Arbitration is perfectly poised to handle disputes in the renewable industry for several reasons:

  1. Arbitral proceedings and awards are confidential, which preserves the information and data behind the new technologies at the heart of these projects. This is a significant factor in a growing industry and will assist with keeping positive change on track to encourage public and private investment in the renewables sector.
  2. Arbitral awards are generally regarded as easier to enforce than court judgments, and decisions tend to be final. A robust enforcement mechanism is in place under the New York Convention (regarded as the most successful treaty in private international law adhered to by over 160 nations). This is a key consideration for international stakeholders.
  3. Renewable energy projects typically involve joint ventures between investors or contractors from several jurisdictions. Arbitration provides a neutral and final dispute resolution forum. Also, given that projects involve long-term relationships, arbitration provides a less hostile form of dispute resolution with a faster resolution.
  4. Parties have flexibility in choosing a panel of arbitrators that have the most relevant technical expertise in the subject matter. In complex disputes involving highly technical evidence, this is critical.
  5. In cases involving multiple stakeholders, there is scope to consolidate cases in multi-party arbitration either under the terms of the arbitration clause or under the rules of the arbitral institution. This avoids the risk of competing tribunals and inconsistent awards.
  6. Investor-state disputes are typically by way of arbitration, and bilateral or multilateral agreements will be structured in this way. These agreements protect investors investing outside their home state. If, for example, the state nationalised the investment of a project, they are compensated, which constitutes the fair and equitable treatment (FET) standard.


Global trends

Specific jurisdictions we can expect to see disputes in are Europe, Africa and Latin America:

  • Spain has become the epicentre for arbitration claims under the Energy Charter Treaty (the international agreement from 1994, which established a multilateral framework for cross-border cooperation in the energy sector). The influx of cases against Spain arises from its amendments to its energy regulation and the retraction of financial incentives to renewable energy project developers. As of June 2022, 51 claims were filed against Spain at the ICSID, the Stockholm Chamber of Commerce (SCC) or before tribunals under the United Nations Commission on International Trade Law (UNCITRAL) rules by renewable energy investors. Other similar arbitration proceedings have been brought in Romania, the Czech Republic, Italy and Ukraine in response to these countries’ changes to incentive regimes.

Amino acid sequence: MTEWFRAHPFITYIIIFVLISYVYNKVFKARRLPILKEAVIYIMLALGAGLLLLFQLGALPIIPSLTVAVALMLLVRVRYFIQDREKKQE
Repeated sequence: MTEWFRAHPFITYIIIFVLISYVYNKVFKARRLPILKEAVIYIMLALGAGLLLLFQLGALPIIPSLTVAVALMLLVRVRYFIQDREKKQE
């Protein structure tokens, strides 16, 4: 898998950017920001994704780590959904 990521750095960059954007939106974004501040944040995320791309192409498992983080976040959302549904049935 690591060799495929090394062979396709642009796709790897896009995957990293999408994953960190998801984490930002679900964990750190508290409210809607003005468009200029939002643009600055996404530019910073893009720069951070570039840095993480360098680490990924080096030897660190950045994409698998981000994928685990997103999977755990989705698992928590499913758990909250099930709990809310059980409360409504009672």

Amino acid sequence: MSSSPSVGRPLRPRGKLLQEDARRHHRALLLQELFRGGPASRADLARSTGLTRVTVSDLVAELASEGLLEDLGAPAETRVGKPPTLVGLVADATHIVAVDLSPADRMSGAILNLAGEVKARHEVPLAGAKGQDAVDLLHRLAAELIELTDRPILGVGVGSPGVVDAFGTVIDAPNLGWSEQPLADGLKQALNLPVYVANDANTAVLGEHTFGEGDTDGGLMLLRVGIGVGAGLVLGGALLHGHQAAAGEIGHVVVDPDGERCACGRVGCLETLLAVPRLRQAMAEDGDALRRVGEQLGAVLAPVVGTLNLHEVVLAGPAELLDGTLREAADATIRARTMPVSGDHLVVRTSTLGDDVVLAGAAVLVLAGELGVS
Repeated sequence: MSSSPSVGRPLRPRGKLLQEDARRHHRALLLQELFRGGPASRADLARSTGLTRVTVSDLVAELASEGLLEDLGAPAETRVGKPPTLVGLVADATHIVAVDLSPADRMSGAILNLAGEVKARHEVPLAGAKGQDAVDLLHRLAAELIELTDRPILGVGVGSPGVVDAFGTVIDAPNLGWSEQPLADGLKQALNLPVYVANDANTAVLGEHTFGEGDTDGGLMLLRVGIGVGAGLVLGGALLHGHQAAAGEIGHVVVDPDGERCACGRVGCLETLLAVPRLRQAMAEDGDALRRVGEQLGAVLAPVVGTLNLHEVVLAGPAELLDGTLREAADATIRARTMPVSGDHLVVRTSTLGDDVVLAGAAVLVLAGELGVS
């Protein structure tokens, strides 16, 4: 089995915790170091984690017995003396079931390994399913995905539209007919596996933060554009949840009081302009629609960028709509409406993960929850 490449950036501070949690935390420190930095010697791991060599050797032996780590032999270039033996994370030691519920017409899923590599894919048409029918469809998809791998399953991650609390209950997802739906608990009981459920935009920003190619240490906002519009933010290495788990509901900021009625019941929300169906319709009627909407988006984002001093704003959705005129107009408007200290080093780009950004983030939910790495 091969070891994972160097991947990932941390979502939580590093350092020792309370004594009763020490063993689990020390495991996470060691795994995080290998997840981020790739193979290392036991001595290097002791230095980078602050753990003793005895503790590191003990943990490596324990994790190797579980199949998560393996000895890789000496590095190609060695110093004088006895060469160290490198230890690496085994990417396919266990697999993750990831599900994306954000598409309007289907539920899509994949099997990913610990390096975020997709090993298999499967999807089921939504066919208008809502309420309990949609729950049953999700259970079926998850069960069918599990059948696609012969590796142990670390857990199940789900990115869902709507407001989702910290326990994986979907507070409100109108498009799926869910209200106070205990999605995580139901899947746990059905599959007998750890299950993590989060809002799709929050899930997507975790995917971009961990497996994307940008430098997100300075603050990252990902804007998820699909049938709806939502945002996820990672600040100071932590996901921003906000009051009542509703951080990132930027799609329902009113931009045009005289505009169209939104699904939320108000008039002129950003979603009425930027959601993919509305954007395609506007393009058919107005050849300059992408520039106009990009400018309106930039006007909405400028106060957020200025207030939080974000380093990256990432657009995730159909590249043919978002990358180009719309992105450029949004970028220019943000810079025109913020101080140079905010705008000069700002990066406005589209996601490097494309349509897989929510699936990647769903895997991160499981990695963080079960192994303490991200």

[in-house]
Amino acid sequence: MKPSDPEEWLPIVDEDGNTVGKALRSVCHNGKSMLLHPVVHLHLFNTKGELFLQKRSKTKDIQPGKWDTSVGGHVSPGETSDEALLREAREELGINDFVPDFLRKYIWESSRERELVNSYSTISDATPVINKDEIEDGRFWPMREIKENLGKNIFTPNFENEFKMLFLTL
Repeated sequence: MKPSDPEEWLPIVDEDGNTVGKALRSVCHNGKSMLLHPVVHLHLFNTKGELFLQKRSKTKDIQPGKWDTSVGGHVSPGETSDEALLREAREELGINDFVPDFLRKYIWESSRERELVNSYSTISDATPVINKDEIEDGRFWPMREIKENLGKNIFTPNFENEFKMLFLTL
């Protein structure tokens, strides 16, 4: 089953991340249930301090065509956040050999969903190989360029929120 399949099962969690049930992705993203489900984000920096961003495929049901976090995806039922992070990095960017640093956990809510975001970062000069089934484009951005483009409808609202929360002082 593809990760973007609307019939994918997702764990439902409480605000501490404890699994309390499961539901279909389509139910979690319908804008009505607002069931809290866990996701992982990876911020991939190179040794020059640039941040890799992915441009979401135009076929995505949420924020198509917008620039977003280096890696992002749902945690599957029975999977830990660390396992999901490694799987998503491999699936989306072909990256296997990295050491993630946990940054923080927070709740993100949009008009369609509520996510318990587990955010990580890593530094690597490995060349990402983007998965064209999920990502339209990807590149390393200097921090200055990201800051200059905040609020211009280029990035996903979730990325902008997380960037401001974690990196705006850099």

• Africa’s renewable energy market is underexploited and is a potential powerhouse for renewable energy and investment, particularly given its strong supply of sunshine, wind and hydropower. Lead by countries including Egypt, South Africa, Kenya, Namibia and Ghana, Africa has shown great progress in the development of its solar energy markets over the recent years. Despite bearing the least responsibility for the world’s energy-related CO2 emissions to date, Africa is already facing more severe effects of climate change than most other parts of the world. Therefore, growing the use of renewable energy is key to combat the effects of climate change and provide affordable access to energy for the continent as a whole. According to the International Renewable Energy Agency a quarter of Africa’s energy could come from renewable energy by 2030, and over half by 2050.
  • Latin America is home to some of the most dynamic renewable energy markets in the world, with more than a quarter of primary energy coming from renewables, twice the global average. Low carbon hydrogen is at the forefront of Latin America’s renewable energy sector with Chile having the ambition to produce and export the world’s most competitive hydrogen from renewable electricity. However, regulation of the industry poses some potential issues in the region. For instance, Mexico, having initially experienced significant levels of increased investment and capacity in renewable energy over the last decade, now faces the prospect of increased state interference in the sector, which could undermine potential for investment on projects.

As the sector rapidly expands and develops, countries continue to invest in the sector and countries’ regulatory landscapes change, there is a significant risk of related disputes arising. The ability of stakeholders to plan for and predict potential disputes is critical in order to effectively transition and avoid the risks that renewable energy projects face.



Decarbonisation of the energy industry is vital to ensure the effects of climate change are stymied. The transition to renewable energy is a positive development and one that provides numerous opportunities.

As energy transition experiences unprecedented momentum and the move into renewable energy increases, the types of associated risks discussed above will increase.

Despite these risks and the significant potential of disputes that can arise, arbitration appears to be well equipped to deal with these disputes.